declared independence. An Anglo-Irish war followed.
* The British government partitioned the island in 1921, separating Northern
Ireland with its "loyalist" Protestant majority from predominantly Catholic
* The 1921 Anglo-Irish Treaty between a delegation of Irish pro-independence
leaders and Britain established the Irish Free State, a self-governing dominion
within the British Empire, in 1922. Northern Ireland remained part of the United
* De Valera refused to accept the treaty. Ireland was plunged into civil war
between supporters and opponents, who believed the treaty did not do enough to
* Ireland broke its remaining ties with Britain at the end of 1937 with a new
constitution, which replaced the Free State with the modern state of Ireland.
The 1948 Republic of Ireland Act declared Ireland a republic, ending its status
as a dominion of the British crown.
* Many members of the Catholic minority in British-ruled Northern Ireland have
continued to seek the unification of the island, while Protestants favored
continued British rule. Between the late 1960s and 1990s, a period known as "The
Troubles," about 3,600 people died in violence there, which largely ended with a
peace agreement in 1998.
Penguin Dictionary of 20th
(Writing by David Cutler; Editing by Peter Graff;
Editorial Reference Unit)
Anglo-Irish conflict goes back centuries,
The hands of history:
Two worlds come together
to broker a new era of hope
David McKittrick witnesses the first meeting
between the two commanding
political figures in Belfast
as they calmly sit side by side to discuss
future of Northern Ireland
Published: 27 March 2007
Ian Paisley and Gerry Adams did not shake hands yesterday: they had no need
to, since their manner of signalling they are ready to go into government
together produced an even more telling and forceful image.
The substance of what they said was breathtaking enough, but the way they did it
was even more phenomenal: they sat calmly side by side, exuding a sense of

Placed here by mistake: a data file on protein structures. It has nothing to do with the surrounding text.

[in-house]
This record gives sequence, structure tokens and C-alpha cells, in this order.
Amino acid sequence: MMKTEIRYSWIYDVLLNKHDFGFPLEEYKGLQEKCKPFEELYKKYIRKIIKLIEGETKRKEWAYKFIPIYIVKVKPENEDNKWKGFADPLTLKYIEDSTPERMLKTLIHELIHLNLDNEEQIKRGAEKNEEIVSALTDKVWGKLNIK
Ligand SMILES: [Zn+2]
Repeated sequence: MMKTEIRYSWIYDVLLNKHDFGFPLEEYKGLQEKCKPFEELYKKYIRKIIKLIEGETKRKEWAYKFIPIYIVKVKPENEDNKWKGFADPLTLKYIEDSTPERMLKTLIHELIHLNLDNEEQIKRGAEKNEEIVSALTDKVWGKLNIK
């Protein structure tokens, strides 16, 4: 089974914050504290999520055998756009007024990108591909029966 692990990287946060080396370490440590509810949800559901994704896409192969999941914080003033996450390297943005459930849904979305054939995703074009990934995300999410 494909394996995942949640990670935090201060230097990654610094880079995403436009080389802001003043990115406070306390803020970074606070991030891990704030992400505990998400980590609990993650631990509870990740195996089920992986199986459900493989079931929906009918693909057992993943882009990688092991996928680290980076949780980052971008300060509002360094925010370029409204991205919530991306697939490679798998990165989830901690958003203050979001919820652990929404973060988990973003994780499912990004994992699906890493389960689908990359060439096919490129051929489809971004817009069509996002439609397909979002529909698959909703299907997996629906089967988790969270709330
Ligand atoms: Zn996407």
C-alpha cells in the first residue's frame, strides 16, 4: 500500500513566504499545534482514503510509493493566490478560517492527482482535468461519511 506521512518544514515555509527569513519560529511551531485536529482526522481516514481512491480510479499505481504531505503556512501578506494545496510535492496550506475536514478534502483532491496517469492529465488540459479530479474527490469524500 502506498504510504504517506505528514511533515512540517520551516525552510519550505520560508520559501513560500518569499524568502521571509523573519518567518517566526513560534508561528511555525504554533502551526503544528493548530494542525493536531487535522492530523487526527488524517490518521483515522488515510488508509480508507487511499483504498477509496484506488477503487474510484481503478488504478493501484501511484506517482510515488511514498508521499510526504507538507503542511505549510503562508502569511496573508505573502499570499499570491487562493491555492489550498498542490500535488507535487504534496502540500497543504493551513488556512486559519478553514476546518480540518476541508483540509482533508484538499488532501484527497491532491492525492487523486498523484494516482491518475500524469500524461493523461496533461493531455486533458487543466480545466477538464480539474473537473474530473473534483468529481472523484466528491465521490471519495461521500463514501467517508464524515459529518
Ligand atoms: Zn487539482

purpose and the intention of doing serious business together.
The picture of Belfast's two commanding political figures, flanked by their
senior lieutenants, carried a subliminal but unambiguous message: after 3,700
deaths the Troubles are over and real politics can begin.
The two warriors of the Troubles believe they can work together. The statements
they delivered in the ornate surroundings of a Stormont dining-room were
exquisitely crafted to avoid giving anyone offence.
The big news they contained was that Sinn Fein and the Democratic Unionist Party
will be going into government together, launching a new era and underpinning the
peace process with a political foundation.
But even more striking was the absence of accompanying threats or conditions -
no begrudgery, no condemnations, no blame game. The two listened carefully and
politely to each other, conveying something new in Belfast politics - mutual
For many months, London, Dublin, Washington, republicans and just about everyone
else have pressed Mr Paisley to go for power-sharing with Sinn Fein. He has
finally done so, and done so handsomely, with no hint of reservation or even
tension. Until now, he has not even spoken to Mr Adams or any Sinn Fein
representative, leading some to assume that no breakthrough could be expected at
their first encounter.
But a breakthrough came and, by letting the cameras in to witness it, the
parties provided an image that will take its place among key moments in other
peace processes across the world.
Many in Belfast reacted with shock and awe: shock that the leaders of loyalism
and republicanism should have finally struck a deal, awe that it had been done
without histrionics but in such a business-like manner. Mr Paisley announced the
timetable for devolution with a phrase no one has ever heard him use before:
"Today we have agreed with Sinn Fein that this date will be Tuesday 8th May
2007." He added: "We must not allow our justified loathing of the horrors and
tragedies of the past to become a barrier to creating a better and more stable
The two statements were studiously symmetrical. Mr Adams provided an echo by
accepting that "the relationships between the people of this island have been
marred by centuries of discord, conflict, hurt and tragedy." He continued: "The
discussions and agreement between our two parties shows the potential of what
can now be achieved."
The sense of mutual satisfaction was also evident in London and Dublin, with the
two governments cock-a-hoop at what they describe as the successful slotting in
of the last piece of a jigsaw that has taken a painstaking decade to put
Tony Blair said proudly: "Everything we have done over the past 10 years has
been a preparation for this moment." The Irish Prime Minister, Bertie Ahern,
lauded the deal as having "the potential to transform the future of this
There was also a welcome from the United States, since the Bush and especially
the Clinton administration have been closely involved in the peace process.
Washington said it looked forward to the dawning of "a new era for Northern
Although long anticipated, the actual accomplishment of an agreement for